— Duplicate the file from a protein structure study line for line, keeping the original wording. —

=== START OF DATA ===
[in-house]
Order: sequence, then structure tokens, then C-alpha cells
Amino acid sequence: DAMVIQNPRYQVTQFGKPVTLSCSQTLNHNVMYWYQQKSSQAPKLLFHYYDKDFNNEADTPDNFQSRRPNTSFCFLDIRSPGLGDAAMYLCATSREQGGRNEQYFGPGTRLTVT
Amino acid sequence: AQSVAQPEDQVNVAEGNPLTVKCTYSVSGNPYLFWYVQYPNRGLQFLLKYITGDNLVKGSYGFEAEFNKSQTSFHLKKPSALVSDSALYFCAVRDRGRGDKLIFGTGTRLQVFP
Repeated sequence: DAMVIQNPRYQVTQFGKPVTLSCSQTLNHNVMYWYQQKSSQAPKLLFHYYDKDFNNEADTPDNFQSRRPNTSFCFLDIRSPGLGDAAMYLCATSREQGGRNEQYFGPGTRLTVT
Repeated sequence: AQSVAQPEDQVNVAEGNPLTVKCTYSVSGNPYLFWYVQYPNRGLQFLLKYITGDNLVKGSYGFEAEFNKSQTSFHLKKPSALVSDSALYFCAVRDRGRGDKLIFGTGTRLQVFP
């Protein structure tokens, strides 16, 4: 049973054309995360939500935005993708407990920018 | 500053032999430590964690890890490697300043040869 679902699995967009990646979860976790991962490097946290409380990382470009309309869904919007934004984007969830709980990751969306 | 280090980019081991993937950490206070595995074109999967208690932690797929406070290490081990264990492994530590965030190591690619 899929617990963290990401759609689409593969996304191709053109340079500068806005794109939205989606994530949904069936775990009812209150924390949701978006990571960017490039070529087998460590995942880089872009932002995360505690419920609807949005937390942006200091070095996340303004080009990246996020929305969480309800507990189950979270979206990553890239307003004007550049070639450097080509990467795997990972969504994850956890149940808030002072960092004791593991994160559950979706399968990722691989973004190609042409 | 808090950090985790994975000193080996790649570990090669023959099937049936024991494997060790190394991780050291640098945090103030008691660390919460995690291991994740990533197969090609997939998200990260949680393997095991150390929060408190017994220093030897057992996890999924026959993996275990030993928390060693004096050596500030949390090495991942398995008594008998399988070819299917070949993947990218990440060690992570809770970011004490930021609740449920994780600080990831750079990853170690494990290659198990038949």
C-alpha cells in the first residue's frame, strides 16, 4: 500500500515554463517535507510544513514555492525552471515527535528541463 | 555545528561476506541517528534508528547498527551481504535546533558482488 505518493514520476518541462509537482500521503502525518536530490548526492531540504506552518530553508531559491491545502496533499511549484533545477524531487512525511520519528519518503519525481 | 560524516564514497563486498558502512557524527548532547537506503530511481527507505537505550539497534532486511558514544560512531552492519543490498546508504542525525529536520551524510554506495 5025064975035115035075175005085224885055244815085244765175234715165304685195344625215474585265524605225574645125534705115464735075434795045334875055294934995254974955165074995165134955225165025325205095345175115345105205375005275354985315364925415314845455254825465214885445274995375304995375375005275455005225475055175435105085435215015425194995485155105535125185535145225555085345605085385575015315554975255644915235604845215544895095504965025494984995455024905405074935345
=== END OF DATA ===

[in-house]
Order: sequence, then structure tokens, then C-alpha cells
Amino acid sequence: DAMVIQNPRYQVTQFGKPVTLSCSQTLNHNVMYWYQQKSSQAPKLLFHYYDKDFNNEADTPDNFQSRRPNTSFCFLDIRSPGLGDAAMYLCATSREQGGRNEQYFGPGTRLTVT
Amino acid sequence: AQSVAQPEDQVNVAEGNPLTVKCTYSVSGNPYLFWYVQYPNRGLQFLLKYITGDNLVKGSYGFEAEFNKSQTSFHLKKPSALVSDSALYFCAVRDRGRGDKLIFGTGTRLQVFP
Repeated sequence: DAMVIQNPRYQVTQFGKPVTLSCSQTLNHNVMYWYQQKSSQAPKLLFHYYDKDFNNEADTPDNFQSRRPNTSFCFLDIRSPGLGDAAMYLCATSREQGGRNEQYFGPGTRLTVT
Repeated sequence: AQSVAQPEDQVNVAEGNPLTVKCTYSVSGNPYLFWYVQYPNRGLQFLLKYITGDNLVKGSYGFEAEFNKSQTSFHLKKPSALVSDSALYFCAVRDRGRGDKLIFGTGTRLQVFP
């Protein structure tokens, strides 16, 4: 049973054309995360939500935005993708407990920018 | 500053032999430590964690890890490697300043040869 679902699995967009990646979860976790991962490097946290409380990382470009309309869904919007934004984007969830709980990751969306 | 280090980019081991993937950490206070595995074109999967208690932690797929406070290490081990264990492994530590965030190591690619 899929617990963290990401759609689409593969996304191709053109340079500068806005794109939205989606994530949904069936775990009812209150924390949701978006990571960017490039070529087998460590995942880089872009932002995360505690419920609807949005937390942006200091070095996340303004080009990246996020929305969480309800507990189950979270979206990553890239307003004007550049070639450097080509990467795997990972969504994850956890149940808030002072960092004791593991994160559950979706399968990722691989973004190609042409 | 808090950090985790994975000193080996790649570990090669023959099937049936024991494997060790190394991780050291640098945090103030008691660390919460995690291991994740990533197969090609997939998200990260949680393997095991150390929060408190017994220093030897057992996890999924026959993996275990030993928390060693004096050596500030949390090495991942398995008594008998399988070819299917070949993947990218990440060690992570809770970011004490930021609740449920994780600080990831750079990853170690494990290659198990038949």
C-alpha cells in the first residue's frame, strides 16, 4: 500500500515554463517535507510544513514555492525552471515527535528541463 | 555545528561476506541517528534508528547498527551481504535546533558482488 505518493514520476518541462509537482500521503502525518536530490548526492531540504506552518530553508531559491491545502496533499511549484533545477524531487512525511520519528519518503519525481 | 560524516564514497563486498558502512557524527548532547537506503530511481527507505537505550539497534532486511558514544560512531552492519543490498546508504542525525529536520551524510554506495 5025064975035115035075175005085224885055244815085244765175234715165304685195344625215474585265524605225574645125534705115464735075434795045334875055294934995254974955165074995165134955225165025325205095345175115345105205375005275354985315364925415314845455254825465214885445274995375304995375375005275455005225475055175435105085435215015425194995485155105535125185535145225555085345605085385575015315554975255644915235604845215544895095504965025494984995455024905405074935345